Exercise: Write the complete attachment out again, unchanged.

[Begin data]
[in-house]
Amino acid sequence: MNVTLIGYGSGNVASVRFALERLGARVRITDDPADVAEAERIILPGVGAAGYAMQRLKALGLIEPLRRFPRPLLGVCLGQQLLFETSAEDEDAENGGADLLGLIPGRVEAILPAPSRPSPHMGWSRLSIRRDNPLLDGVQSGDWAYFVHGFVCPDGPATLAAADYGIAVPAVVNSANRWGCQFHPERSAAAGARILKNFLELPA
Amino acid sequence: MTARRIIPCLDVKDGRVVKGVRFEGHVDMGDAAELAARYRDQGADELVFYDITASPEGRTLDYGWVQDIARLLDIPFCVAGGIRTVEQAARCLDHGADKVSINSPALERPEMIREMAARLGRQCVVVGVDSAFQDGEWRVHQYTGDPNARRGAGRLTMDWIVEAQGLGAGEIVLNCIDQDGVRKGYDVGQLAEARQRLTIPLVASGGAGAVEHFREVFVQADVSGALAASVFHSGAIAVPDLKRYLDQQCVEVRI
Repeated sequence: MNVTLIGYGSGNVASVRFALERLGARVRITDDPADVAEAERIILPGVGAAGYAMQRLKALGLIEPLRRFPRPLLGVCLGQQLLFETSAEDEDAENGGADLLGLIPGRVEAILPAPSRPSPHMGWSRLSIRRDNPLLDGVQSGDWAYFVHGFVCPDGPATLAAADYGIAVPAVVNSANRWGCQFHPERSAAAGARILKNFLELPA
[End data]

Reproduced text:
[in-house]
Amino acid sequence: MNVTLIGYGSGNVASVRFALERLGARVRITDDPADVAEAERIILPGVGAAGYAMQRLKALGLIEPLRRFPRPLLGVCLGQQLLFETSAEDEDAENGGADLLGLIPGRVEAILPAPSRPSPHMGWSRLSIRRDNPLLDGVQSGDWAYFVHGFVCPDGPATLAAADYGIAVPAVVNSANRWGCQFHPERSAAAGARILKNFLELPA
Amino acid sequence: MTARRIIPCLDVKDGRVVKGVRFEGHVDMGDAAELAARYRDQGADELVFYDITASPEGRTLDYGWVQDIARLLDIPFCVAGGIRTVEQAARCLDHGADKVSINSPALERPEMIREMAARLGRQCVVVGVDSAFQDGEWRVHQYTGDPNARRGAGRLTMDWIVEAQGLGAGEIVLNCIDQDGVRKGYDVGQLAEARQRLTIPLVASGGAGAVEHFREVFVQADVSGALAASVFHSGAIAVPDLKRYLDQQCVEVRI
Repeated sequence: MNVTLIGYGSGNVASVRFALERLGARVRITDDPADVAEAERIILPGVGAAGYAMQRLKALGLIEPLRRFPRPLLGVCLGQQLLFETSAEDEDAENGGADLLGLIPGRVEAILPAPSRPSPHMGWSRLSIRRDNPLLDGVQSGDWAYFVHGFVCPDGPATLAAADYGIAVPAVVNSANRWGCQFHPERSAAAGARILKNFLELPA